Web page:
Recycled Lights

One of my favorite pieces from the ICFF show was the lamp made from recycled 45”s by GIN Art and Design. I liked the great colors and repurposing of the original material.  GIN Art & Design was founded by Orlando Dominguez (pictured) and is based here in Brooklyn.  There was some really cool stuff on his website- I wish I had seen his artfully mis-matched chairs in time for my blog post!

Other lighting that featured recycled material came from the company graypants. Their line is called “SCRAPLIGHTS™ –responsibly reimagining cardboard boxes”.  According to their brochure, SCRAPLIGHTS are made from salvaged cardboard and non-toxic adhesive. Because they use the boxes as is, they have a great natural look, similar to wood in tone. The hanging fixtures come in really fantastic shapes and sizes.

Using the same material, CartonPlanet comes up with a whole other animal. Their cardboard is less natural looking and is taken to the next level. They wax lyrical about the humble  material-

Cardboard is a symbol of revival.  It is fallible but indestructible, and at the same time it can surprise us with its obedience and persistence over and over.

Their lights are lovely but the fun doesn’t stop there- they have great furniture as well, made from recycled cardboard- coffee tables, chairs, sofas and shelving.

And for more recycled material lighting fun- I met Bao-Khang Luu when I was in the Sustainable Entrepreneur program at FIT.  He was making “upcycled” lamps from discarded materials.  The process of upcycling is described on the website for his company, Relevé Design:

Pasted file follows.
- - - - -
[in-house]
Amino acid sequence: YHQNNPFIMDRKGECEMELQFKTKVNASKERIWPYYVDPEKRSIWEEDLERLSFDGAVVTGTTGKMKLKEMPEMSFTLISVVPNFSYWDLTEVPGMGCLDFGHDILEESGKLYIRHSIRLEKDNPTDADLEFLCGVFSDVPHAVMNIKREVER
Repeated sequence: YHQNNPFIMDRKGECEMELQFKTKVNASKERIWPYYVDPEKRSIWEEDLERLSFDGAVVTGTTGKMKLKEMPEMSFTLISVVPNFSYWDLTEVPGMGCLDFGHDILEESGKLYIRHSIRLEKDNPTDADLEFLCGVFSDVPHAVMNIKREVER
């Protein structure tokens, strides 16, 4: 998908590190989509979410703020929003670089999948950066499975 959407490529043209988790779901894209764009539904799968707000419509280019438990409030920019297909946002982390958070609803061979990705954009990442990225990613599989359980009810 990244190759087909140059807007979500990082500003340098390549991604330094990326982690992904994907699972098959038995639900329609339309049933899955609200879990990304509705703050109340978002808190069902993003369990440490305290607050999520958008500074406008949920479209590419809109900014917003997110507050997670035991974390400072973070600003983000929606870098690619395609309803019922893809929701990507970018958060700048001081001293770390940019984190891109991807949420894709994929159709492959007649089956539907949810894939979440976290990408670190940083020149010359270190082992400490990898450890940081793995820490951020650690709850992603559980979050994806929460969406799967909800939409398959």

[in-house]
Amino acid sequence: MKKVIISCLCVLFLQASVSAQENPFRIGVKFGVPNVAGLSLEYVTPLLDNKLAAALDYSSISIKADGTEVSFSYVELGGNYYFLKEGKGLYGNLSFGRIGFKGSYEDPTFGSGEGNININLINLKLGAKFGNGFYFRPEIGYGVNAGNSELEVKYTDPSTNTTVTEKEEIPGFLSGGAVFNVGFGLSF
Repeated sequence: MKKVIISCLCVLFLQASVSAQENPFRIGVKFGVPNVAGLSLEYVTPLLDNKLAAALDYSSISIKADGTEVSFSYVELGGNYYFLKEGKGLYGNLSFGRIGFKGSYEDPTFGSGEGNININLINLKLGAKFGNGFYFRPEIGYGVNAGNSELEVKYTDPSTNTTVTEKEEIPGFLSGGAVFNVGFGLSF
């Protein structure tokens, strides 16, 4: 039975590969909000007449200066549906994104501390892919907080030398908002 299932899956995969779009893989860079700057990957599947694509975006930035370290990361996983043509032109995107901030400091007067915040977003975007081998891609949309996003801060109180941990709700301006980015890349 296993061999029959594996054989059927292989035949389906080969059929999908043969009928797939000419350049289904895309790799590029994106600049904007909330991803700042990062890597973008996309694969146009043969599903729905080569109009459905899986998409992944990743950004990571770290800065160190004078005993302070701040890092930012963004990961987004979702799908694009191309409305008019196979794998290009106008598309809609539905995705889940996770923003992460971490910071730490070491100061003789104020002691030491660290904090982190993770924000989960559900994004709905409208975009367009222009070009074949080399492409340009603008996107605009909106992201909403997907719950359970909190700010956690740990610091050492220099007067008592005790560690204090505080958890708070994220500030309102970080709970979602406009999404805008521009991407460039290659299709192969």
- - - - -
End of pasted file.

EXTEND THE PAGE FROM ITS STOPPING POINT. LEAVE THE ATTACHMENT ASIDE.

When we’re done with magazines or plastic bottles we usually throw them away. Sometimes we reuse them. Other times we recycle. Recycling actually downgrades the material. For instance, the quality of plastic lessens each time it’s recycled. Different types of plastics and impurities get mixed together, weakening the plastic. Fortunately, there’s a better way to deal with waste, and that’s upcycling.

…Upcycling is an eco-friendly way of repurposing, because it only uses unwanted and discarded materials and transforms them into something new, desirable, and more valuable….In our case, we save six-pack rings from being dumped into a landfill or downcycled into low quality plastic, and we make them into new, fabulous lighting.

Bao has an amazing line of pendant lamps made from 6-pack plastic holders. And he is ever forthcoming with fantastic ideas for repurposing, check out this intriguing metal lamp spotted on his website, made from an easily recognizable commodity.

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